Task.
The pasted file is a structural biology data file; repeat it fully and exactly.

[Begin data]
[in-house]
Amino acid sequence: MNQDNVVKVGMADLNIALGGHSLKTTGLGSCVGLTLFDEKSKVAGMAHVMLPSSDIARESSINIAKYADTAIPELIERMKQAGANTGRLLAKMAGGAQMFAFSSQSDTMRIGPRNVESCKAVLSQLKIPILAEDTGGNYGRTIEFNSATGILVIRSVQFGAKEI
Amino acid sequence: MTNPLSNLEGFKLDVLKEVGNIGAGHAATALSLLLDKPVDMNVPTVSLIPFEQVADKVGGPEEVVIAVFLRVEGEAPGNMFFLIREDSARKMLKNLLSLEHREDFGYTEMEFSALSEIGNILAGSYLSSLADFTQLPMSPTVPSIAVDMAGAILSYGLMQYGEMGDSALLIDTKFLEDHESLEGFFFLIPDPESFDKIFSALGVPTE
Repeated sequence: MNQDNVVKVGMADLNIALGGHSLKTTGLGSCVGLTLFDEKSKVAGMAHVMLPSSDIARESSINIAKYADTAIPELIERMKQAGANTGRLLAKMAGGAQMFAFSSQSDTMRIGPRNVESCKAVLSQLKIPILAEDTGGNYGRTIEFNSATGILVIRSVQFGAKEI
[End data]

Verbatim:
[in-house]
Amino acid sequence: MNQDNVVKVGMADLNIALGGHSLKTTGLGSCVGLTLFDEKSKVAGMAHVMLPSSDIARESSINIAKYADTAIPELIERMKQAGANTGRLLAKMAGGAQMFAFSSQSDTMRIGPRNVESCKAVLSQLKIPILAEDTGGNYGRTIEFNSATGILVIRSVQFGAKEI
Amino acid sequence: MTNPLSNLEGFKLDVLKEVGNIGAGHAATALSLLLDKPVDMNVPTVSLIPFEQVADKVGGPEEVVIAVFLRVEGEAPGNMFFLIREDSARKMLKNLLSLEHREDFGYTEMEFSALSEIGNILAGSYLSSLADFTQLPMSPTVPSIAVDMAGAILSYGLMQYGEMGDSALLIDTKFLEDHESLEGFFFLIPDPESFDKIFSALGVPTE
Repeated sequence: MNQDNVVKVGMADLNIALGGHSLKTTGLGSCVGLTLFDEKSKVAGMAHVMLPSSDIARESSINIAKYADTAIPELIERMKQAGANTGRLLAKMAGGAQMFAFSSQSDTMRIGPRNVESCKAVLSQLKIPILAEDTGGNYGRTIEFNSATGILVIRSVQFGAKEI